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29 Jul 2011

F1: Bernie Ecclestone's great betrayal?

“Sky have been trying to buy the TV rights from us for a long time, but we won’t because they are not free-to-air broadcasters. With their viewing figures it would be almost impossible for teams to find sponsors. That would be suicidal.” - Bernie Ecclestone, May 2011.

Fast forward two months. 90% of Formula One fans are going to be forced to either pay to watch every race, or miss half of them. Bernie Ecclestone told us this wouldn't happen. He said it wouldn't make sense, the teams wouldn't like it, the fans wouldn't like it, he wouldn't like it. But here we are, faced with a choice between paying up or giving up.

Sky, the BBC and Ecclestone have agreed on a seven-year deal (2012-18) that will see Sky Sports broadcast every practice session, qualifying and race live and uninterrupted. The BBC will air just 10, including the Monaco and British Grand Prix, and the final race of each season.

Today, a customer new to Sky has to pay at least £40 a month for Sky and Sky Sports subscriptions, both of which are needed to watch every race live. Considering that on average there are two races per month, and as half are on the BBC, one of those will be free-to-air, you pay £40 for that one race each month. Such a great deal, according to Ecclestone.

Formula One is entering a dark time, it's popularity has grown and grown since the end of the Schumacher era, with the Championship battles in 2007, 2008 and 2010 going down to the final race, and 2009 being decided in the second-to-last race. 6.6 million tuned into the British Grand Prix, and over 8 million watched the rain-delayed Canadian Grand Prix. Both figures are 10-year highs. The German Grand Prix this year drew it's highest audience in 15 years, and the BBC have given that up to save money.

The BBC have done this in the name of 'cost-cutting'. This is the same BBC who sent over 400 reporters and technicians to Glastonbury Festival, the same BBC who sent 250 employees to cover a 1-day event marking one year to the 2012 Olympics. Sky, with a hundred times the budget, sent 11 people in total. The corporation pays Chris Moyles and Jeremy Clarkson £6million a year. All of this is funded by the license fee, which is used to "fund" the BBC. Most expect that to mean "paying for bringing us programs." Obviously not.

This letter appeared in a major UK Newspaper not to long ago, and sums up precisely why Formula 1 should appear on the BBC:

"What other international sport has two recent British World Champions competing in a British team? What other sport has a hi-tech support industry centred on Britain? What other sport has two thirds of the international teams choosing to base themselves in Britain?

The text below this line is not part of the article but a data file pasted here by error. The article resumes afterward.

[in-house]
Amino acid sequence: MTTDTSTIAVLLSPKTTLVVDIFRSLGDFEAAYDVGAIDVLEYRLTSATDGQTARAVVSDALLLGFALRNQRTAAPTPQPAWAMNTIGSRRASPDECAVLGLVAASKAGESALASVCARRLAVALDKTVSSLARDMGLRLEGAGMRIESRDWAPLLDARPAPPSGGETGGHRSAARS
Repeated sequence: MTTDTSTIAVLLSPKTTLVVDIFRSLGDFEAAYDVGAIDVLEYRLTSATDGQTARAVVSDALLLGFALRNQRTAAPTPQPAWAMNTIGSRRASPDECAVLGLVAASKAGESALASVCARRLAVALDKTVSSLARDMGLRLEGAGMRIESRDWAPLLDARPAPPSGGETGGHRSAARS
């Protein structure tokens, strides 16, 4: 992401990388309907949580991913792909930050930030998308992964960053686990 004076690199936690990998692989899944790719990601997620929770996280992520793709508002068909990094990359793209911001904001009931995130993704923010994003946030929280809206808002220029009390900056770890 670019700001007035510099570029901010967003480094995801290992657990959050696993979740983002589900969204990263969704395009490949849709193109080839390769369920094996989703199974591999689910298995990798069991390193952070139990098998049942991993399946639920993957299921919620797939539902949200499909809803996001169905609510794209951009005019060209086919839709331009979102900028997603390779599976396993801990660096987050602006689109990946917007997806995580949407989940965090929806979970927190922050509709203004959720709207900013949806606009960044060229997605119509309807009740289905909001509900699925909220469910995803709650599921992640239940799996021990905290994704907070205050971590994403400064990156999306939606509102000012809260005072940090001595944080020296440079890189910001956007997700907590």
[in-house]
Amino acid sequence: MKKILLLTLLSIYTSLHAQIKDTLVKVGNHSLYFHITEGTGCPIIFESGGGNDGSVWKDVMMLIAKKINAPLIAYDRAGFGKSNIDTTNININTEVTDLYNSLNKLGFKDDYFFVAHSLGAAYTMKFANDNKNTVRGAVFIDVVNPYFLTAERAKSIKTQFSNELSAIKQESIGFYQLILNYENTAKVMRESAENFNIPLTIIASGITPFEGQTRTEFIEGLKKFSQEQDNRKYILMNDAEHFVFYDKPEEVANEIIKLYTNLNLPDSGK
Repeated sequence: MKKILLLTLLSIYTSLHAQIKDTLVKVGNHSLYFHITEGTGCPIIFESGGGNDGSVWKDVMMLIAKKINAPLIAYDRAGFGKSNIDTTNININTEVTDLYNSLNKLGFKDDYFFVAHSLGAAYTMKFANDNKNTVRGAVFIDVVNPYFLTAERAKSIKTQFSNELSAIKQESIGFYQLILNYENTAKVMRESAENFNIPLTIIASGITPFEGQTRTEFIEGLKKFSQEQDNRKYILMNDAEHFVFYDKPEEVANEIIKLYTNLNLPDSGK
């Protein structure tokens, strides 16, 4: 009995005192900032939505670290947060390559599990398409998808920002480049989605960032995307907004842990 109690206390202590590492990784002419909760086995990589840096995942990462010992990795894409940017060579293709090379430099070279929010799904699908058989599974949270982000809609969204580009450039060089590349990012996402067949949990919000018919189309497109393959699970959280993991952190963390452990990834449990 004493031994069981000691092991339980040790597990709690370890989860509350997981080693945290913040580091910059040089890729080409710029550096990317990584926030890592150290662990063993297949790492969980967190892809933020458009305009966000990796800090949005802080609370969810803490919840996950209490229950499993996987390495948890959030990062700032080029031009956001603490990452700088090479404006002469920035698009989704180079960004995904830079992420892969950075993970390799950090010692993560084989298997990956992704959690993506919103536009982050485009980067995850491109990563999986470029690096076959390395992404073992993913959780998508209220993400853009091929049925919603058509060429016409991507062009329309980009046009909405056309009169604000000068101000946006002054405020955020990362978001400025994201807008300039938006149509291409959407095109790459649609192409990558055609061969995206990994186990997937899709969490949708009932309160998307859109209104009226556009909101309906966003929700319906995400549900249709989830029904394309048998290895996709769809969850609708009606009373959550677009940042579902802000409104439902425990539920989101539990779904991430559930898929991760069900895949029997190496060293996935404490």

What other sport is the pinnacle of an industry estimated to be worth £5 billion a year to the British economy? What other sport has as many Brits in key positions in foreign-based teams? What other sports is associated with cutting-edge engineering, and is a stimulus to youngsters to enter engineering? The BBC should feel a patriotic duty to broadcast Formula One."

Fan reaction so far has been overwhelmingly negative:

"Not impressed."- Martin Brundle

"F1 on Sky is a joke! So much for the sport's own rules. If the money is there then the rules go out of the window"

"F1 has won many new fans because of the BBC F1 coverage the last few years, the new deal will loose those not prepared to pay" - Sir Stirling Moss

"I can't afford Sky TV let alone a sports package on top, unfair, I feel cheated."

"I can assure you that I won't be paying for Sky. This is awful."

"I can't afford Sky, so that will be the end of 12 years of watching Formula One."

There are rays of hope for people opposed to this deal. Some fans have raised the legality of the deal, and teams are confused over what the benefits actually are. The teams, FIA and Bernie Ecclestone have all signed the Concorde Agreement, a contract that determines the rules of the sport and how it is run. It states that Formula One should be on free-to-air TV until 2013, which was when the original BBC contract was due to expire. The deal could be in breach of that aspect of the agreement. Several people have pointed out that teams must be consulted before any new broadcasting deal is agreed. The surprised reaction from many teams suggests that this has not happened. A couple of teams have questioned the benefits of the deal. Sponsors pay for the right to advertise on the cars. They are much happier paying for sponsorship of a team in a free-to-air sport. The sport going to pay-TV means that sponsors must pay even more. Along with this hit, less people will be watching on pay-TV as not everyone can afford it, this results in sponsors paying more for less exposure. Many would simply walk away from the sport, leaving huge holes in some budgets and causing other teams to fold altogether. Teams such as Virgin, HRT and Williams rely heavily on sponsorship deals to balance their books.


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